Programming inside orchestrations: Where should I put the code?


Abstract: A common question from my customers: ‘how much code should be in the orchestration, and how much code should be leveraged into .NET components?’


In the BPEL standard, a business workflow is used only to coordinate the execution of components (web services). With XLANG, you can add .NET code, so the workflow have not only the orchestration, but also the implementation.
But the matter is that, the fact that you can code inside the orchestration does not mean that you should, of course. Why? Well, apart from all the stuff in my previous posts, from the technical point of view it’s difficult to maintain and difficult to debug. From my experience, the guideline is to put few code inside the orchestration, with the following rules:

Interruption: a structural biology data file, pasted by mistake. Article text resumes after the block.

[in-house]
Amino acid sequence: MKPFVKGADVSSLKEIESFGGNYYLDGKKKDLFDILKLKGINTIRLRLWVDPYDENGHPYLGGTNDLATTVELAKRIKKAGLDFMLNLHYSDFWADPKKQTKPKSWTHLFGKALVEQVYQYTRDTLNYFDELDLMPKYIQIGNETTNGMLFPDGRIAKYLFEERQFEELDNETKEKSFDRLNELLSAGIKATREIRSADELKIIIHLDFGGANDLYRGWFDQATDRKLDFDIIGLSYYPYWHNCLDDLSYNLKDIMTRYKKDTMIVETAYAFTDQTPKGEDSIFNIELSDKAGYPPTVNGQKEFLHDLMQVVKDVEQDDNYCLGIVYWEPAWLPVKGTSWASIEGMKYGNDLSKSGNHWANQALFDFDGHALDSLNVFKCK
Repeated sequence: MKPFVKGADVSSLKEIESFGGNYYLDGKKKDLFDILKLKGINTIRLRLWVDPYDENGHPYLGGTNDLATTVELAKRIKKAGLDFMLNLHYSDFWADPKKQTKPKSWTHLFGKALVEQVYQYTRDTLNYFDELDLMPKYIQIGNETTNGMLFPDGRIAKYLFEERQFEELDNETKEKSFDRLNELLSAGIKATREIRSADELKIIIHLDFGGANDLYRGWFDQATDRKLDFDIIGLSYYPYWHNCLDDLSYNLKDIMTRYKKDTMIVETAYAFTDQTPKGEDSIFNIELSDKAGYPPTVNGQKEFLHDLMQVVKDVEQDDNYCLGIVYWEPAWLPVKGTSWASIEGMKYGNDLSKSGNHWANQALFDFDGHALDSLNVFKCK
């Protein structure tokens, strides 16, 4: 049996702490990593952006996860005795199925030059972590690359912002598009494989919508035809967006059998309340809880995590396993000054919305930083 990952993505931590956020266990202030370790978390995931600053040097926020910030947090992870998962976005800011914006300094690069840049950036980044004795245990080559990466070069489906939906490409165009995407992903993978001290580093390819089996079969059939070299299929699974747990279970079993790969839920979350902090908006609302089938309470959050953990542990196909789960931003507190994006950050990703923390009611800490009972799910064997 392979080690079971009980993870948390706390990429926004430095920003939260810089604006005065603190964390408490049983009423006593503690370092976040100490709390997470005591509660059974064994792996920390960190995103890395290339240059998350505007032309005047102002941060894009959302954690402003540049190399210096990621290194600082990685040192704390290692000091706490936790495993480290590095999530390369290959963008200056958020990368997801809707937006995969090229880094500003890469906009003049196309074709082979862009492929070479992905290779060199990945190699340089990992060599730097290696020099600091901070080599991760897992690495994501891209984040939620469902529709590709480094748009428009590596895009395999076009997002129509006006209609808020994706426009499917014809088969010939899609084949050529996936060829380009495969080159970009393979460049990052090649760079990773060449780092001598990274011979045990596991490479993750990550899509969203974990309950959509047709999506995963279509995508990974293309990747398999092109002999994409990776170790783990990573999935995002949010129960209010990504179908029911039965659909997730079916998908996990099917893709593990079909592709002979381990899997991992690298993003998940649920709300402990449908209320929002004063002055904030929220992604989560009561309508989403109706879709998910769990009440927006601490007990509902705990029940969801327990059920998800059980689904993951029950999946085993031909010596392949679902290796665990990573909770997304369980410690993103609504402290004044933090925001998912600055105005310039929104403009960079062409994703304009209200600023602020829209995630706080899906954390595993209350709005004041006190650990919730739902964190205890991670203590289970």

The orchestration should contain:



  • Control flow. That is, shapes and messages.
  • Code needed to make the control flow run. Loop variables, initializations, helper calls, etc. --> if it’s simple.


The code leveraged to components should be:



  • Code dealing with technical aspects. Resources, Xml/XPath handling, conversion algorithms, anything that requires error handling, etc,
  • Control flow code, if complex, and/or requires technical stuff.

My justification is that leveraging code to components has the following advantages:



  • Easy to debug.
  • Easy to maintain.
  • Can have error handling.
  • Can use any CLR feature that you want.
  • Use the .NET language of your choice 🙂
  • Some other more, sure…

So, go on and use helper components, and refactor everyday!


feedback?


Comments (1)

  1. There is another justification: You could unit test the code in your components before use it inside the orchestration.

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